May 26, 2013
Syrian forces kill 6 protesters
Security forces killed six people in demonstrations across Syria calling for an end to autocratic rule, rights campaigners said, after the government promised to hold a "national dialogue" in the coming days.
The Syrian leadership has drawn increasing international criticism and modest sanctions over its military crackdown on two months of pro-democracy unrest in which rights groups say about 700 people have been killed by security forces.
The killings occurred in the southern city of Deraa, cradle of the two-month-old revolt against President Bashar al-Assad, the Damascus suburb of Qaboun and the central city of Homs, rights campaigner Razan Zaitouna said.
Another rights campaigner said security police fired at a night demonstration in the eastern town of Mayadeen, injuring four people.
He said a security clampdown had intensified in recent days in a tribal area near the border with Iraq, where most of Syria's output of 380,000 barrels of oil per day are produced.
But the bloodshed and death toll after Friday prayers was less than on previous occasions. There were fewer clashes and the numbers of protesters were lower in areas where Assad dispatched troops and tanks to stamp out rallies.
One rights activist said he had been told by a senior Assad adviser, Bouthaina Shaaban, that the president had ordered troops and police not to fire on demonstrators.
Security forces backed off from confronting a large demonstration in Rastan near the central city of Homs, a witness said.
"There are signs that Assad may be changing tactics, possibly in reaction to international pressure," a senior Western diplomat told Reuters. "There were less shootings, but the fact that people came out today to protest with the heavy security deployment is remarkable."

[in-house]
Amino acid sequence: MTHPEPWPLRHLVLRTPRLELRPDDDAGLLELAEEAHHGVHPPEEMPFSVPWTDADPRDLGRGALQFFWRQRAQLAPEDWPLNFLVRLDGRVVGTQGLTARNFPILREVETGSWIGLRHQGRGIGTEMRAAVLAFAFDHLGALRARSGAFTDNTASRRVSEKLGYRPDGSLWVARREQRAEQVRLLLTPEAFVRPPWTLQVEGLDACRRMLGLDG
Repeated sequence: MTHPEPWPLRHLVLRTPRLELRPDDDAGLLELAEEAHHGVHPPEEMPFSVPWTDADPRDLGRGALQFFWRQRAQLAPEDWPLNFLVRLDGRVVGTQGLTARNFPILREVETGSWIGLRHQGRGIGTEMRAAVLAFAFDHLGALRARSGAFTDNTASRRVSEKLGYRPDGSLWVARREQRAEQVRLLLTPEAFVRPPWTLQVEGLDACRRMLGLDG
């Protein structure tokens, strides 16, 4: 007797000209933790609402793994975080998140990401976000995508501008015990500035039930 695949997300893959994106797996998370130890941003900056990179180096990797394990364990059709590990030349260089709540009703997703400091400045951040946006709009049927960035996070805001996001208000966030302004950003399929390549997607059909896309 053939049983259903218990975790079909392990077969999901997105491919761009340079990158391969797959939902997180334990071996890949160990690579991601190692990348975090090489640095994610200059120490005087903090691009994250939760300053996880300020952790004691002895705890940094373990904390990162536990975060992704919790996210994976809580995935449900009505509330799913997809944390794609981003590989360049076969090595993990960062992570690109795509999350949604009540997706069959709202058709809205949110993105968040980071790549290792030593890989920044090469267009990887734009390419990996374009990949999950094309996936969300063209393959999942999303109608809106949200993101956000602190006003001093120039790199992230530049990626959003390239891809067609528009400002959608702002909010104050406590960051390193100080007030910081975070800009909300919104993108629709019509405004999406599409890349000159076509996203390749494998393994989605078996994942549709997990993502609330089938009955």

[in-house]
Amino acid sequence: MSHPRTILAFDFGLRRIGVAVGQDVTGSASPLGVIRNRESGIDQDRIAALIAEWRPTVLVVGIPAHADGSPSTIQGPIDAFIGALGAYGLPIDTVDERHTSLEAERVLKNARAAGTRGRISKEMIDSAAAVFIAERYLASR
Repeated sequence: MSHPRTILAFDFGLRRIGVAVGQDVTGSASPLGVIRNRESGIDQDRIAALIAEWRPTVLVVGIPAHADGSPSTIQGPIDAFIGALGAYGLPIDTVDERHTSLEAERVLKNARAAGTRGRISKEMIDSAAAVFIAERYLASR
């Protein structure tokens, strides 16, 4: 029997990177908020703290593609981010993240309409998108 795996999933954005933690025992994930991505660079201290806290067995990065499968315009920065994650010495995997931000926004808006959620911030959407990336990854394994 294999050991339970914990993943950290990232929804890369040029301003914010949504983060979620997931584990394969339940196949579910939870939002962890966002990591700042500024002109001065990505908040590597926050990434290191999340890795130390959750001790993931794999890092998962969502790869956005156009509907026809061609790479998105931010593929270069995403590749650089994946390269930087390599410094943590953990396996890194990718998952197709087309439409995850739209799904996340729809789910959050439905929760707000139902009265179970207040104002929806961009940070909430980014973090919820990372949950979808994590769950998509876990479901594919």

Before the killings, Information Minister Adnan Hasan Mahmoud said in televised remarks that Assad would hold a "national dialogue in all provinces ... (in) the coming days."
Mahmoud said army units had started to leave the coastal city of Banias and completed a pullout from Deraa, although residents there reported tanks outside mosques in the morning.
Prominent activists said that dialogue would be serious only if the government freed thousands of political prisoners and allowed freedom of expression and assembly.
Aref Dalila, an economist who met Shaaban last week, said "the domination of the security apparatus over life in Syria" must end for different opinions to be represented.
"We are long used to these 'dialogues' in Syria, where the regime assembles its loyalists in a conference and the other opinion is either in jail or underground," he said.
Assad's combination of repression and reform gestures earlier in the crisis, including lifting a 48-year state of emergency, had failed to quell the dissent.
Thousands demonstrated in towns and cities across Syria after the weekly Muslim prayers, activists and witnesses said.
Assad has used forces to suppress major centers of protests and Shaaban said earlier this week Syria had passed the "most dangerous moment" of the unrest, the stiffest challenge ever to his rule.
His Baath Party has run Syria with an iron fist since a 1963 coup, first under his father Hafez al-Assad who died in 2000 and then under Bashar.